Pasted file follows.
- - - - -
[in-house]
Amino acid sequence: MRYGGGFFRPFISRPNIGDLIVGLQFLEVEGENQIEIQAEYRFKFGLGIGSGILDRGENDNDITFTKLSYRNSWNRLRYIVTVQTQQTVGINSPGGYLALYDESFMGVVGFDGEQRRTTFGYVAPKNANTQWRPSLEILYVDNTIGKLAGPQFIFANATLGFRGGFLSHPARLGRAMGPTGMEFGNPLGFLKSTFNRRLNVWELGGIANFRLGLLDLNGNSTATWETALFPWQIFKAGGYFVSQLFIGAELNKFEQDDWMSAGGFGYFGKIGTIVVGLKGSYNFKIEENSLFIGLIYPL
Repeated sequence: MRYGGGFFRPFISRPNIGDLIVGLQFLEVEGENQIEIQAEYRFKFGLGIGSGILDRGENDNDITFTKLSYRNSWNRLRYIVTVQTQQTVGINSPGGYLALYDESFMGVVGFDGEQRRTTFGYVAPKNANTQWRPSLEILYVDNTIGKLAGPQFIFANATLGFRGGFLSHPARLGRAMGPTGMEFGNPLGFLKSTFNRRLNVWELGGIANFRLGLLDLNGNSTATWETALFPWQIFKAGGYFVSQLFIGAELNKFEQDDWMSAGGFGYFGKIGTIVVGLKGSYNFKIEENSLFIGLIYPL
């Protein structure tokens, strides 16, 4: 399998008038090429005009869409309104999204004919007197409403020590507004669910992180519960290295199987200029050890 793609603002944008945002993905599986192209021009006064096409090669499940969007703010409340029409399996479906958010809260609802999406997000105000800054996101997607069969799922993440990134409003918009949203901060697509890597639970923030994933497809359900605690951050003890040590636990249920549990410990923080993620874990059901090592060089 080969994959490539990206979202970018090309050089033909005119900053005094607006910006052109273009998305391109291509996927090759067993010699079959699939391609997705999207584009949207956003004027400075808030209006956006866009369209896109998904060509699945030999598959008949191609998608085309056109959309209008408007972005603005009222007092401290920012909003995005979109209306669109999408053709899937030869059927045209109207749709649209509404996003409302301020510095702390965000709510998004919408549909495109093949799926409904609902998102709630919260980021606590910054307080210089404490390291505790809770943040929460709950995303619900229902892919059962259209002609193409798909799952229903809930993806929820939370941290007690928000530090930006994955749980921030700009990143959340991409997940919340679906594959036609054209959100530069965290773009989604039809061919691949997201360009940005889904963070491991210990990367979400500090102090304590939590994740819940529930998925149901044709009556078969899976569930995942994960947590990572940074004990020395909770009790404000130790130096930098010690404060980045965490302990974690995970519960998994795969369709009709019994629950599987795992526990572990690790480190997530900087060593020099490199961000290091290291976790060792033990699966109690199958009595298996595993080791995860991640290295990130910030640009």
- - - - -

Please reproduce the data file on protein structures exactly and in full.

[in-house]
Amino acid sequence: MRYGGGFFRPFISRPNIGDLIVGLQFLEVEGENQIEIQAEYRFKFGLGIGSGILDRGENDNDITFTKLSYRNSWNRLRYIVTVQTQQTVGINSPGGYLALYDESFMGVVGFDGEQRRTTFGYVAPKNANTQWRPSLEILYVDNTIGKLAGPQFIFANATLGFRGGFLSHPARLGRAMGPTGMEFGNPLGFLKSTFNRRLNVWELGGIANFRLGLLDLNGNSTATWETALFPWQIFKAGGYFVSQLFIGAELNKFEQDDWMSAGGFGYFGKIGTIVVGLKGSYNFKIEENSLFIGLIYPL
Repeated sequence: MRYGGGFFRPFISRPNIGDLIVGLQFLEVEGENQIEIQAEYRFKFGLGIGSGILDRGENDNDITFTKLSYRNSWNRLRYIVTVQTQQTVGINSPGGYLALYDESFMGVVGFDGEQRRTTFGYVAPKNANTQWRPSLEILYVDNTIGKLAGPQFIFANATLGFRGGFLSHPARLGRAMGPTGMEFGNPLGFLKSTFNRRLNVWELGGIANFRLGLLDLNGNSTATWETALFPWQIFKAGGYFVSQLFIGAELNKFEQDDWMSAGGFGYFGKIGTIVVGLKGSYNFKIEENSLFIGLIYPL
């Protein structure tokens, strides 16, 4: 399998008038090429005009869409309104999204004919007197409403020590507004669910992180519960290295199987200029050890 793609603002944008945002993905599986192209021009006064096409090669499940969007703010409340029409399996479906958010809260609802999406997000105000800054996101997607069969799922993440990134409003918009949203901060697509890597639970923030994933497809359900605690951050003890040590636990249920549990410990923080993620874990059901090592060089 080969994959490539990206979202970018090309050089033909005119900053005094607006910006052109273009998305391109291509996927090759067993010699079959699939391609997705999207584009949207956003004027400075808030209006956006866009369209896109998904060509699945030999598959008949191609998608085309056109959309209008408007972005603005009222007092401290920012909003995005979109209306669109999408053709899937030869059927045209109207749709649209509404996003409302301020510095702390965000709510998004919408549909495109093949799926409904609902998102709630919260980021606590910054307080210089404490390291505790809770943040929460709950995303619900229902892919059962259209002609193409798909799952229903809930993806929820939370941290007690928000530090930006994955749980921030700009990143959340991409997940919340679906594959036609054209959100530069965290773009989604039809061919691949997201360009940005889904963070491991210990990367979400500090102090304590939590994740819940529930998925149901044709009556078969899976569930995942994960947590990572940074004990020395909770009790404000130790130096930098010690404060980045965490302990974690995970519960998994795969369709009709019994629950599987795992526990572990690790480190997530900087060593020099490199961000290091290291976790060792033990699966109690199958009595298996595993080791995860991640290295990130910030640009």